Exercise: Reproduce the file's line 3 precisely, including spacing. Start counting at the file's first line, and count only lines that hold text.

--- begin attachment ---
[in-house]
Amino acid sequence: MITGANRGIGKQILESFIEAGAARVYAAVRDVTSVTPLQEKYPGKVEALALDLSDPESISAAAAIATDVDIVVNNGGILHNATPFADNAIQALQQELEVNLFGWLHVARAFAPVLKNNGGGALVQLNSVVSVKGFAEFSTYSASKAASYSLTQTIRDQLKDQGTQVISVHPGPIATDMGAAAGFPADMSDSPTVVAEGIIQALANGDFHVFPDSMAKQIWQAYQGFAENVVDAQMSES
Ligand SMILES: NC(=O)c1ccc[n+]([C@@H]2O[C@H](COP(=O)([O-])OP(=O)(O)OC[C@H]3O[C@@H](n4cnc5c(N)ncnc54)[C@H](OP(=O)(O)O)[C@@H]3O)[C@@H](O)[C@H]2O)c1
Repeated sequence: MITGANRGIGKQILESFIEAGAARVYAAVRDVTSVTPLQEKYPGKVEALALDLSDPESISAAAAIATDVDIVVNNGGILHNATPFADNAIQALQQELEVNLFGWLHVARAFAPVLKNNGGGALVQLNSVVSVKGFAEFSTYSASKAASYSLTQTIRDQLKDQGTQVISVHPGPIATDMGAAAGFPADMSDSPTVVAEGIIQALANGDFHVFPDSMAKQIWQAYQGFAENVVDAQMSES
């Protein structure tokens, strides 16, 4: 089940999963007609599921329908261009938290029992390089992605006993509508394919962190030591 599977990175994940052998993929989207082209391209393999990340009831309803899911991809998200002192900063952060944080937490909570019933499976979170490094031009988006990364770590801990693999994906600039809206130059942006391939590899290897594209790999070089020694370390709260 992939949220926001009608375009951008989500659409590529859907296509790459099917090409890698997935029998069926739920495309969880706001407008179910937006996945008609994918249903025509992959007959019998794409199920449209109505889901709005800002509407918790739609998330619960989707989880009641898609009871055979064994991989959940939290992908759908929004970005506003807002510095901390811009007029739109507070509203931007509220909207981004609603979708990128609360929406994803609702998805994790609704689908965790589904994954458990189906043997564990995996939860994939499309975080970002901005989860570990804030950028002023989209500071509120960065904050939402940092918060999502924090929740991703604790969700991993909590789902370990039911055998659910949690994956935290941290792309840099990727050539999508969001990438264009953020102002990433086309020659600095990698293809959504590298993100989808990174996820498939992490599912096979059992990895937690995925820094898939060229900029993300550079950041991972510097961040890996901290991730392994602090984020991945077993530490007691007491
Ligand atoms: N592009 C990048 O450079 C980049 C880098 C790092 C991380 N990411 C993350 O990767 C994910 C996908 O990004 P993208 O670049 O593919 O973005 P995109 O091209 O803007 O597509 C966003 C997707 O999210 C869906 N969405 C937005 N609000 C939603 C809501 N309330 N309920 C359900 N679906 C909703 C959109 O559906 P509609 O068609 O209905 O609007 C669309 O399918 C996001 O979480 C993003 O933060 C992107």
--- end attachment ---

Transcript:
Ligand SMILES: NC(=O)c1ccc[n+]([C@@H]2O[C@H](COP(=O)([O-])OP(=O)(O)OC[C@H]3O[C@@H](n4cnc5c(N)ncnc54)[C@H](OP(=O)(O)O)[C@@H]3O)[C@@H](O)[C@H]2O)c1